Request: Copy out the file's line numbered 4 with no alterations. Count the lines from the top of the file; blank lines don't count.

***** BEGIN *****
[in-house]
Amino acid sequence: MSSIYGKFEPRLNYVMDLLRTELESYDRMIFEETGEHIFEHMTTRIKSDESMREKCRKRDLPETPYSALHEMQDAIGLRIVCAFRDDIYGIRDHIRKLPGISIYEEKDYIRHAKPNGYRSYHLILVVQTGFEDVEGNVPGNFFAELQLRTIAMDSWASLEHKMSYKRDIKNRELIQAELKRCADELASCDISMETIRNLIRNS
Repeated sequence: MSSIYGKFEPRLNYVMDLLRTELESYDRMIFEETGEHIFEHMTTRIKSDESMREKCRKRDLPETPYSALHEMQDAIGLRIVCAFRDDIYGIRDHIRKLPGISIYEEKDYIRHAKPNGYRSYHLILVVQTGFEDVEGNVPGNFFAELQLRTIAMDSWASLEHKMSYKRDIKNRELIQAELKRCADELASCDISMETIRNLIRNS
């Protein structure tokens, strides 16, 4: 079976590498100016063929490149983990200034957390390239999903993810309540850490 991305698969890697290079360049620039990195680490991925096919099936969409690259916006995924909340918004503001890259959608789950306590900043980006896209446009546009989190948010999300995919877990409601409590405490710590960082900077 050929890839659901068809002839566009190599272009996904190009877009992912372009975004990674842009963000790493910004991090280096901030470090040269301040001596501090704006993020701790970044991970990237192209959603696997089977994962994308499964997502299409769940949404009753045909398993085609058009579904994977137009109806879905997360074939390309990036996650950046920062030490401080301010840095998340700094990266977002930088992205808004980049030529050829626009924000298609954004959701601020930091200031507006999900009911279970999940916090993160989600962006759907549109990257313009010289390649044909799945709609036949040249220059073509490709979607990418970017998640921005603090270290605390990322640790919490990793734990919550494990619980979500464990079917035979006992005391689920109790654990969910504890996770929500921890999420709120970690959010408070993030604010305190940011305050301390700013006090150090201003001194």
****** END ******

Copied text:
């Protein structure tokens, strides 16, 4: 079976590498100016063929490149983990200034957390390239999903993810309540850490 991305698969890697290079360049620039990195680490991925096919099936969409690259916006995924909340918004503001890259959608789950306590900043980006896209446009546009989190948010999300995919877990409601409590405490710590960082900077 050929890839659901068809002839566009190599272009996904190009877009992912372009975004990674842009963000790493910004991090280096901030470090040269301040001596501090704006993020701790970044991970990237192209959603696997089977994962994308499964997502299409769940949404009753045909398993085609058009579904994977137009109806879905997360074939390309990036996650950046920062030490401080301010840095998340700094990266977002930088992205808004980049030529050829626009924000298609954004959701601020930091200031507006999900009911279970999940916090993160989600962006759907549109990257313009010289390649044909799945709609036949040249220059073509490709979607990418970017998640921005603090270290605390990322640790919490990793734990919550494990619980979500464990079917035979006992005391689920109790654990969910504890996770929500921890999420709120970690959010408070993030604010305190940011305050301390700013006090150090201003001194």